Tuesday, January 22, 2013

When Students Are Smarter Than Teachers

One of the big news stories around here this week is how Dawson College expelled a student for exposing a security flaw in the online course management software they use.  The software, called Ominvox, is used in many CEGEPs (junior college) in Quebec.

Here's the gist of the flaw:  Pages containing sensitive information about users (students and teachers) are given encrypted URLs, but apparently the URL still contains pieces of the staff or student ID number.  Simply by changing those numbers, anyone logged in to the system can have information about any other user.

The student in question Hamed Al-Khabaz, immediately reported this gaping security hole to the College's head of IT.  He got a pat on the back.  After few days, he ran a program to see if the vulnerability was still there.  Good follow-up on his part.

The College then threatened to press charges and ultimately expelled the kid.


The correct course of action should have been:
1.  "Holy crap - thanks for finding this really serious problem with our system, we'll get that fixed right away."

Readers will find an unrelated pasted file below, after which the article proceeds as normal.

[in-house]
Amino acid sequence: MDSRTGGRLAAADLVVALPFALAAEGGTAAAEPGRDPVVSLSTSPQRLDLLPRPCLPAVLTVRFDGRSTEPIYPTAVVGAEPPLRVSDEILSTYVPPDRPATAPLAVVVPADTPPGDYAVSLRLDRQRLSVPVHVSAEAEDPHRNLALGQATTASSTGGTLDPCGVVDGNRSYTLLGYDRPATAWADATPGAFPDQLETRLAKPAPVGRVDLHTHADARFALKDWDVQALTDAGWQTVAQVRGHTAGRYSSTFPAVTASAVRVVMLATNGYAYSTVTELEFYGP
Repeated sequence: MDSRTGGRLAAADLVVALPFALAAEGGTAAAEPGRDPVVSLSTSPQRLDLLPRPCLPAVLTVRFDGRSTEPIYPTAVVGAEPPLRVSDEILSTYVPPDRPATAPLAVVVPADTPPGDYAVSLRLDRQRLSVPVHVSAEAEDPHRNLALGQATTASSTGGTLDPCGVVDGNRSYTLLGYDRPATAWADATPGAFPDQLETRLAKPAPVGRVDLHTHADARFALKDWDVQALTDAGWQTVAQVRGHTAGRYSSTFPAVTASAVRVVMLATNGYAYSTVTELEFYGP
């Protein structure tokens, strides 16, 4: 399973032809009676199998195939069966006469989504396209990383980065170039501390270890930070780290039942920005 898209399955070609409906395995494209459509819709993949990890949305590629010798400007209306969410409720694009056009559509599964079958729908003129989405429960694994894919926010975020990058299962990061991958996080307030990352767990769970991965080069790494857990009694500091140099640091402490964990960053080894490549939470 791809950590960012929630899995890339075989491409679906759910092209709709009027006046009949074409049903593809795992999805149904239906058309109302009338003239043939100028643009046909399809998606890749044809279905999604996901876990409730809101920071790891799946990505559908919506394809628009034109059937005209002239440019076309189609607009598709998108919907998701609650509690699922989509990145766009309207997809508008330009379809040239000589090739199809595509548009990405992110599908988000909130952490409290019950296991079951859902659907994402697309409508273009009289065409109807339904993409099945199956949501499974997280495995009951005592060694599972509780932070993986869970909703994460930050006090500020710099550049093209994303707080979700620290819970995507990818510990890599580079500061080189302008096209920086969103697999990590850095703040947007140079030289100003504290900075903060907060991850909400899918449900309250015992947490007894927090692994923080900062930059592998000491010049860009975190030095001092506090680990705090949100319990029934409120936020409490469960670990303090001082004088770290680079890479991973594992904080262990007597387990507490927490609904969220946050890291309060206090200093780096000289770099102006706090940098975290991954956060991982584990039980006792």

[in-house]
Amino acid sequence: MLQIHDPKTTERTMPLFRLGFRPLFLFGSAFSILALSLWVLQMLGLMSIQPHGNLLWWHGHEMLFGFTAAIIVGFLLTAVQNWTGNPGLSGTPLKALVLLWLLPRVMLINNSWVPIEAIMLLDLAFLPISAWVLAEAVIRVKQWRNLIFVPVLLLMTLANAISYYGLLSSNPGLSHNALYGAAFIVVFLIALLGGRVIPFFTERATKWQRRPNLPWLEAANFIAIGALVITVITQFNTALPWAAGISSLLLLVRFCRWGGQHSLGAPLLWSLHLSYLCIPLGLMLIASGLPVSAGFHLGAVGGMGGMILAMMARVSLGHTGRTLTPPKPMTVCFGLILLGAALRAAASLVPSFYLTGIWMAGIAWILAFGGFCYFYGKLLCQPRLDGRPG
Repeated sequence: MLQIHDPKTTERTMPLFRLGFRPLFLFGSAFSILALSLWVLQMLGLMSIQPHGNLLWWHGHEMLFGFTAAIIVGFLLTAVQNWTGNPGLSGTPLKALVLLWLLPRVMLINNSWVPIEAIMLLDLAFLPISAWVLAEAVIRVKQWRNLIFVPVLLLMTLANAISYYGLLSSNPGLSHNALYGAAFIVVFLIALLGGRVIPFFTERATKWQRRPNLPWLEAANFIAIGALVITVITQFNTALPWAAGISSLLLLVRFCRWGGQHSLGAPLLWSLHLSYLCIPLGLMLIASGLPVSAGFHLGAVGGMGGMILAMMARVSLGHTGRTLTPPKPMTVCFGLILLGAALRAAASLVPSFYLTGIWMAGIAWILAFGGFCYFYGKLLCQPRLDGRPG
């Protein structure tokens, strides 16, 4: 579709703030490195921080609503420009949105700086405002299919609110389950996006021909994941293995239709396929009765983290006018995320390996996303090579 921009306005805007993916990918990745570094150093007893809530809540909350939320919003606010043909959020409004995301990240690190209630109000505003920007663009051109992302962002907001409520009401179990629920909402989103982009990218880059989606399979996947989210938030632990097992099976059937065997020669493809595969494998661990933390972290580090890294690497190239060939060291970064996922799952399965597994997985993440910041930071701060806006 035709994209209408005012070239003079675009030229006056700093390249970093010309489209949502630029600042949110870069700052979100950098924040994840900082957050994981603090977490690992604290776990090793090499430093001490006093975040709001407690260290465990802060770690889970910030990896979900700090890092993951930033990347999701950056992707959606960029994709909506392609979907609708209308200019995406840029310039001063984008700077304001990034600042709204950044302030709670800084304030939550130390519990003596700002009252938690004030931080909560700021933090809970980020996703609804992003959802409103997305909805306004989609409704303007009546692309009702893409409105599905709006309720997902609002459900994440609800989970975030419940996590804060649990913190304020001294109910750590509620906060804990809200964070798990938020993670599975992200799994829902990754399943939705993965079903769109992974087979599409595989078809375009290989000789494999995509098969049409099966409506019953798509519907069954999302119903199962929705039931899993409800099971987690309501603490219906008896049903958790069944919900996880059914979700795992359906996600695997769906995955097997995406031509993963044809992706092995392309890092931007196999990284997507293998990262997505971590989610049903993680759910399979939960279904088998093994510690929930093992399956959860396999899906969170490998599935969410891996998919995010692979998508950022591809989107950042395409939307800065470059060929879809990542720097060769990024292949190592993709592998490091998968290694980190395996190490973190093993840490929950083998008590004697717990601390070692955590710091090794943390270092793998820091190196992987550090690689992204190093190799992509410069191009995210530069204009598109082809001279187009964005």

2. "Here's your diploma. You can go home now."

Seriously.  This kid is smart, thorough and above all HONEST.  This first thing he did when he found the problem was tell a grown up.  And then he got expelled.

I thought that the mission of a college - or any other school for that matter - was education.  I didn't think that this mission was restricted to the classroom.  Well what the hell do the administrators at Dawson think they are teaching this student, and all their students, by their actions?

They are teaching him to toe the line, to cover his ass and never trust anyone in a position of authority.  Clearly these are superb lessons.


I hope that my own children can act with the clarity of thought, integrity, thoroughness and honesty that Hamed Al-Khabaz did.

This whole incident started back in September of 2012, and we're only hearing about it now, because the company behind the software, SkyTech (not Skynet) forced Al-Khabaz to sign an NDA.  In my capacity as a teacher, I used Omnivox everyday, and I have not heard a thing about it - including whether or not the vulnerability has been repaired.

In an interesting about-face, SkyTech has now offered Al-Khabaz a scholarship so that he can complete his studies at a private college.  They should hire him.

Institutions of all kinds, governments, companies, schools, and parents, need to remember that the example we set by our actions often provides a more powerful lesson than anything else.

Watch this clip of Al-Khabaz being interviewed on CBC News.

You can sign a petition to encourage Dawson College to reinstate Hamed Al-Khabaz here.

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